Measurement range and turndown rates must be considered as well. Engineers often size equipment and pipe for a 20-year growth period, which can lead to problems when current flows are much less than design rates.

Some utilities may require meters to have NSF-61, NSF-372 approvals or ISO 9001certification. Manufacturers may also accredit their calibration laboratories through the National Voluntary Laboratory Accreditation Program (NVLAP). NVLAP provides NIST accreditation to testing and calibration laboratories using management and technical requirements of the international standard ISO/IEC 17025:2005.

 

4. Meter Location and Installation

Proper location and installation of flow meters are critical for providing accurate measurement. Even the most sophisticated meter will read erroneously if installed improperly. Improper installation occurs most often when trying to “force” a flow meter into an existing plant or network or make it fit in a tight site.

Flow Disturbances

Most flow meters require a specific amount of straight run pipe to prevent flow disturbances. Pipe bends, valves, tees, and reducers can create significant flow measurement errors—up to 50 percent for certain meters. In a new system, straight runs can usually be designed appropriately. However, sufficient straight runs may be difficult to obtain in existing systems or constrained sites. Flow conditioners may help reduce inaccuracies. Also, some meters can measure more accurately than others under these conditions.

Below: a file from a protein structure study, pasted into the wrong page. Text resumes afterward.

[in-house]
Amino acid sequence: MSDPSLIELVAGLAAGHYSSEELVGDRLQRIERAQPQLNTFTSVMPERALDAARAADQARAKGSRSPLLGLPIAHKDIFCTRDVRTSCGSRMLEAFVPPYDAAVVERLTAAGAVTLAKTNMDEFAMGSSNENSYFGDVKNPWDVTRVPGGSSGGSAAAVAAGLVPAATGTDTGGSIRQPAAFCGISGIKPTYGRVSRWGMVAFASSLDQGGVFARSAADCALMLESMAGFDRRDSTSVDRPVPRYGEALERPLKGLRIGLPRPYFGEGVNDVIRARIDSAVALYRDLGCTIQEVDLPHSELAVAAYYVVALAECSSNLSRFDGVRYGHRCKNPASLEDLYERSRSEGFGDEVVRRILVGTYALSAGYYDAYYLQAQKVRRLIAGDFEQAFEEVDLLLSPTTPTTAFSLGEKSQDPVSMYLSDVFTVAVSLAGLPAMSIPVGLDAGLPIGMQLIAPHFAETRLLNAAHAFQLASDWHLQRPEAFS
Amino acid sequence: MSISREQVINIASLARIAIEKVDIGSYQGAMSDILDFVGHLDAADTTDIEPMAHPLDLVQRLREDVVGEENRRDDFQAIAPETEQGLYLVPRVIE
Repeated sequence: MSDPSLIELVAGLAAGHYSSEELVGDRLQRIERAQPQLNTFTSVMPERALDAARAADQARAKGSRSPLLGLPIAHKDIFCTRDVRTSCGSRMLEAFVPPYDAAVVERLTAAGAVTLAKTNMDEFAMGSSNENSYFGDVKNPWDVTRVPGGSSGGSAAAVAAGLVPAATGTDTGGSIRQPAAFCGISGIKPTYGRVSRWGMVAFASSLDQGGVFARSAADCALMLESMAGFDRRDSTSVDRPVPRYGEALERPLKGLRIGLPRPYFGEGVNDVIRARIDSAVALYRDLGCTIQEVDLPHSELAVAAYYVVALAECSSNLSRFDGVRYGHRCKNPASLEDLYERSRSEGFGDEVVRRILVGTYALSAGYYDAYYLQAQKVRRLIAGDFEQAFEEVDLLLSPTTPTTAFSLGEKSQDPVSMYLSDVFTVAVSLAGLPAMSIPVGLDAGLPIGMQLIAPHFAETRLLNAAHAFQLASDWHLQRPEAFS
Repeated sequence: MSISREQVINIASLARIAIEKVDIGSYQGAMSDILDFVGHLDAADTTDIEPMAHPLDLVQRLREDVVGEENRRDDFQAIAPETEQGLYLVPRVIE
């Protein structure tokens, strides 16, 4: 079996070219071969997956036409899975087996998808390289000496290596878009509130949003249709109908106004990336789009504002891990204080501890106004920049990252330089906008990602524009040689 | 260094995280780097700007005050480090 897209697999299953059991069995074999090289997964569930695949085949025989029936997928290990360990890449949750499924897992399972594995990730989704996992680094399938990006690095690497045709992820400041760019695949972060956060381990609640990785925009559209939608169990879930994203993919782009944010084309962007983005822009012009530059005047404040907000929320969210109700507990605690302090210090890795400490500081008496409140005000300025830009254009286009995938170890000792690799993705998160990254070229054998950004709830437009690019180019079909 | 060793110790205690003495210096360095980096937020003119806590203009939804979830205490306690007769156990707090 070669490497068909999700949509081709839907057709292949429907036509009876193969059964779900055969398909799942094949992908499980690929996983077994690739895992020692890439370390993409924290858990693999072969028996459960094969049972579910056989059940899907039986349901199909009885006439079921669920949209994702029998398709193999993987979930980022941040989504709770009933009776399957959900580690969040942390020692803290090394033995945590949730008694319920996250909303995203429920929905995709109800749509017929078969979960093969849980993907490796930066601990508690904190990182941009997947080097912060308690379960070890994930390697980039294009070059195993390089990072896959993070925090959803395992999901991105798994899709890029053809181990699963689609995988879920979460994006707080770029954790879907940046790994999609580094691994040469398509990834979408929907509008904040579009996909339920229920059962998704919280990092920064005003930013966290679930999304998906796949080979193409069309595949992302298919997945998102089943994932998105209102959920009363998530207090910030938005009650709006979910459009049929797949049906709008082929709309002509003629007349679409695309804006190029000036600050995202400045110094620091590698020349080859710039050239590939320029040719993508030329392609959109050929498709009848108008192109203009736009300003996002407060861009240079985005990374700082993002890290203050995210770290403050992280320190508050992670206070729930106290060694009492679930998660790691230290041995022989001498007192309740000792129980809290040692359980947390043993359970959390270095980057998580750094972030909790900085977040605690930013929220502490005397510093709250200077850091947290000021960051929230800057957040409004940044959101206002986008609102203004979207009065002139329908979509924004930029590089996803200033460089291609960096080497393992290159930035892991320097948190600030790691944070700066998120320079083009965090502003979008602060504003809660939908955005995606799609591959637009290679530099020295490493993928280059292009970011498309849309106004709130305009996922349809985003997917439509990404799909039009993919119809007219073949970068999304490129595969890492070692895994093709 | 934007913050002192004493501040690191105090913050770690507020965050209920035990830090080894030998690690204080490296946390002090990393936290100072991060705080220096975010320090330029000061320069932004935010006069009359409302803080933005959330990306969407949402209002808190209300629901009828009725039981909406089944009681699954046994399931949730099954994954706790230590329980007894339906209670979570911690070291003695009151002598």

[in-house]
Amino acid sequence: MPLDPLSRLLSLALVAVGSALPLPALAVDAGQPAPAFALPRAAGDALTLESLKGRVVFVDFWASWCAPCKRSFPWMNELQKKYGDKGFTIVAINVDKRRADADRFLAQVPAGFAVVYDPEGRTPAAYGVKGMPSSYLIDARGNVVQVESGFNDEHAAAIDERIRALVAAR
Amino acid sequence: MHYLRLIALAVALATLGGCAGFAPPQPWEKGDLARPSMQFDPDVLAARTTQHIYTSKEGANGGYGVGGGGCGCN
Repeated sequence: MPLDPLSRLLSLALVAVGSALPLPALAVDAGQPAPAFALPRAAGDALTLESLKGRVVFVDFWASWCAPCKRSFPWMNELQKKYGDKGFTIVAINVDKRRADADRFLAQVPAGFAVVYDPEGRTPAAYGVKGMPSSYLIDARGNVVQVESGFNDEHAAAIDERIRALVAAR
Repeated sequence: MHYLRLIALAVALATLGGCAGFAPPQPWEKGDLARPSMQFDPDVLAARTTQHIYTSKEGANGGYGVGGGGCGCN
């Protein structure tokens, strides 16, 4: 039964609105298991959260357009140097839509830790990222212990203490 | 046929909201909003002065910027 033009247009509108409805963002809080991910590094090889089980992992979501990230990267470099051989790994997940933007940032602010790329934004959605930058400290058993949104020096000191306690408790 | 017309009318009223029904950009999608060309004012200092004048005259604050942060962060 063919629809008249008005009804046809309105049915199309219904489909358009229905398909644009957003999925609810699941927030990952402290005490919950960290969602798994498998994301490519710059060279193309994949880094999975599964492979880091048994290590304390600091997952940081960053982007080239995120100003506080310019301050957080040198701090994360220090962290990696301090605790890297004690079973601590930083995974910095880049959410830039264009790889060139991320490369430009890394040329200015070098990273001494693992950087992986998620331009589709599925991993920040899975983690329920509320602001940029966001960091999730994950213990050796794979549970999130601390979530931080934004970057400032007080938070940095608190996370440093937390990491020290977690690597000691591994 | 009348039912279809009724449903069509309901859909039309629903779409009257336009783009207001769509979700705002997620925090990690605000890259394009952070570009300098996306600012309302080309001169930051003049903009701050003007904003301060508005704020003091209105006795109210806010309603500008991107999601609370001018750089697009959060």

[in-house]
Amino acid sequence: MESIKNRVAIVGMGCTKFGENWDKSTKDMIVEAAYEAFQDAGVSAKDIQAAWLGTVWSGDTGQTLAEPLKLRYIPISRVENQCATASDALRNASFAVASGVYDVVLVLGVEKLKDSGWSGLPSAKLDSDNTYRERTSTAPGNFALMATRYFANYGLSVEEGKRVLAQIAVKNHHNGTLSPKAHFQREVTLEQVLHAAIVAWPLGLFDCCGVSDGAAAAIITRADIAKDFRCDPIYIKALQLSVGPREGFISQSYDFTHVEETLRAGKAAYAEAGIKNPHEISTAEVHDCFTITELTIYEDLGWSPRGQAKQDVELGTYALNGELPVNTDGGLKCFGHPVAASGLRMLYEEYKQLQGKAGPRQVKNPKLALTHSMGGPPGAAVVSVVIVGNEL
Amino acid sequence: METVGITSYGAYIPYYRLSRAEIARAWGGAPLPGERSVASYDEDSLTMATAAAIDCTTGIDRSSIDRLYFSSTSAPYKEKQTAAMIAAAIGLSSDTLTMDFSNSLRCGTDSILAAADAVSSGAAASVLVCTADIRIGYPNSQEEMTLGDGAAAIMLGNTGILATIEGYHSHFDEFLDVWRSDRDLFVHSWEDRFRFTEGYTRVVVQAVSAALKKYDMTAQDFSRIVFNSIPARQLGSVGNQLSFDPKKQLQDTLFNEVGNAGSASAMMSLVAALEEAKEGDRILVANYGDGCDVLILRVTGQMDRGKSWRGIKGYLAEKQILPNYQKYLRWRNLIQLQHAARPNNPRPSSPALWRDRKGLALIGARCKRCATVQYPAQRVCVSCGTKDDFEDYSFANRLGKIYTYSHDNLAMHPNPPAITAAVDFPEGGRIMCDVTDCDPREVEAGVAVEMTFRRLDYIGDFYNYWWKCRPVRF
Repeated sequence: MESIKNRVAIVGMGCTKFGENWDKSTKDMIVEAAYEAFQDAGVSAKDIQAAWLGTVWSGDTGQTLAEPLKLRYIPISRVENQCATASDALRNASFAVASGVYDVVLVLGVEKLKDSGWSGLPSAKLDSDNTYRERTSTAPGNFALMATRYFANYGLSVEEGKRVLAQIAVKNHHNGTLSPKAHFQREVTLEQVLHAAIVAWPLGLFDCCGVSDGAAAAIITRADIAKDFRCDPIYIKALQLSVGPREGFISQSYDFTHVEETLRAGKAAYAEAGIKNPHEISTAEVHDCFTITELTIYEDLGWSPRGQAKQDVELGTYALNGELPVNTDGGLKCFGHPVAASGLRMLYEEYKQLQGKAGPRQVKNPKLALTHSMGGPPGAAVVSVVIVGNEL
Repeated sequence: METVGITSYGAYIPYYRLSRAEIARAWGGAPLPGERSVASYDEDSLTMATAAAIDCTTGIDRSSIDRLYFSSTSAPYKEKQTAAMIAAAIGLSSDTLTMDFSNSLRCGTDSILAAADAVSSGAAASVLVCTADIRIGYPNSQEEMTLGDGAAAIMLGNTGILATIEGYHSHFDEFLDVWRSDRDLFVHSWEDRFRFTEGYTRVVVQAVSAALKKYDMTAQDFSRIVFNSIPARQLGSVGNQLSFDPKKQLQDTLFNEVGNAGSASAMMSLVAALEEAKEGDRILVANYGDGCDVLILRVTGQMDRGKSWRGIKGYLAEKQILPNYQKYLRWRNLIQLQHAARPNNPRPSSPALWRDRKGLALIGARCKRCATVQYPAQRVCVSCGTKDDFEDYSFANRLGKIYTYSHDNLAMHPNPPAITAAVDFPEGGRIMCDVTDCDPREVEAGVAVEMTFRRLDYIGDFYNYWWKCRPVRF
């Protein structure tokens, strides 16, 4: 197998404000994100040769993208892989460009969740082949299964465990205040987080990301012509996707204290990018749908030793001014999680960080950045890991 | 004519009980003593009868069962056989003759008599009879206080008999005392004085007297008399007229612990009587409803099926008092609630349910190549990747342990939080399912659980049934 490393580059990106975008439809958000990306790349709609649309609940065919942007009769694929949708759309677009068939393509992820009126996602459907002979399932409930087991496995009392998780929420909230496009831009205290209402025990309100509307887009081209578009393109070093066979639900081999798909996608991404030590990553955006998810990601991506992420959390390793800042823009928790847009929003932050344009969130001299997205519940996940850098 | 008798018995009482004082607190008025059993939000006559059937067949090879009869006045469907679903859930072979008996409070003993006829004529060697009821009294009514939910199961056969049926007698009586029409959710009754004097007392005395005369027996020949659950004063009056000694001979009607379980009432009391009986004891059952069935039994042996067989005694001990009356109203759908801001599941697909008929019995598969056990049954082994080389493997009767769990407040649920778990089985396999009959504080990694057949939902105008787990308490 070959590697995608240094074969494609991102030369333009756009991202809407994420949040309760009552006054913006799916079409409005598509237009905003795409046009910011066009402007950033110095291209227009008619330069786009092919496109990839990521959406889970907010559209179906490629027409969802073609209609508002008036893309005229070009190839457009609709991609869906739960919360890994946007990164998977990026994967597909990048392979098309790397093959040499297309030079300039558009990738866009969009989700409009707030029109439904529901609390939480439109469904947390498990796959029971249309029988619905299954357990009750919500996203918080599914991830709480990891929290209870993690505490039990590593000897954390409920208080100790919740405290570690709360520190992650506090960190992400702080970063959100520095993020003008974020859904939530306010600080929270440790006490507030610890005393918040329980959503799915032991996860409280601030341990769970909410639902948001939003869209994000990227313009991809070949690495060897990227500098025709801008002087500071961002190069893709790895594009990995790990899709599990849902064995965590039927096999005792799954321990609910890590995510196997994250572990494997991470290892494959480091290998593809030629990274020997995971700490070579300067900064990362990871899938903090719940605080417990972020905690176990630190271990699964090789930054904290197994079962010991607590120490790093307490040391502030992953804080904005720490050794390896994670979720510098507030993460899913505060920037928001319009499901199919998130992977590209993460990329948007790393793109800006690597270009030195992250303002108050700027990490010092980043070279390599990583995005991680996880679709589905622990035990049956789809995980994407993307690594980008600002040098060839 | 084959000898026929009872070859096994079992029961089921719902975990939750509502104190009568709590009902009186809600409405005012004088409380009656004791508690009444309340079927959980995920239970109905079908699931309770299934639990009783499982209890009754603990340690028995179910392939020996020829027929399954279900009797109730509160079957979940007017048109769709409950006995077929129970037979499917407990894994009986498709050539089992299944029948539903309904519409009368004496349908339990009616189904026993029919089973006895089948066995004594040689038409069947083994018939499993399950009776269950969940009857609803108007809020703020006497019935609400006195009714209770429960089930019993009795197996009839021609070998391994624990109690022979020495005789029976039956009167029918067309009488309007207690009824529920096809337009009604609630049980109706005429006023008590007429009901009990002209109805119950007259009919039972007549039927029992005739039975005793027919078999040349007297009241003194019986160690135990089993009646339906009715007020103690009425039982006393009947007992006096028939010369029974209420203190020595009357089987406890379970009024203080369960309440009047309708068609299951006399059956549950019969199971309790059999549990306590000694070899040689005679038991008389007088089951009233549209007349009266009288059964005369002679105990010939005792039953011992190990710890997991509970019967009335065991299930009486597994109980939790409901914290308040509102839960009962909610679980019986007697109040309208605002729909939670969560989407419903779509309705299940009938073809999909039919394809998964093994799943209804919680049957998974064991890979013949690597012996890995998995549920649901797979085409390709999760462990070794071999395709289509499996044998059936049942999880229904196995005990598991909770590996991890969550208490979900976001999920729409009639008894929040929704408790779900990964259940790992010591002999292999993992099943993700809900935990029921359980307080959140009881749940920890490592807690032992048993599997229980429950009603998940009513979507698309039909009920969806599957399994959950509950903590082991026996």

Piping

Pipe size, material, and direction are part of the meter selection equation. For instance, downward flow should be avoided when measuring liquid. As noted previously, systems are sometimes overdesigned to accommodate future growth. In most cases, the pipe must be full for accurate measurement.

5. Reporting/Data Recording          

What information needs to be monitored and recorded, and how? Some applications require continuous recording of the flow, plus total flow readings. Do operators need event notification, such as high flow or zero flow alarms? Data must often be sent to a SCADA system. In some cases, flow meters are located remotely and need battery-powered devices.

During design, determine what type of output is needed. While 4 to 20 milliamp is most common, some facilities may need MODBUS cards or other instrumentation.

 

6. Consult With A Technical Partner

Flow meter manufacturers’ representatives have a great depth of expertise. They know the right questions to ask and can recommend the best solutions for each unique installation. Use them as a trusted technical partner.

Your technical partner can help to make cost-effective decisions as well. Manufacturers can help by outlining lifecycle costs, including installation, maintenance, and calibration in addition to purchase price.

Most of all, your technical partner can help you choose the right meter up front rather than trying to make the wrong meter work after it’s installed.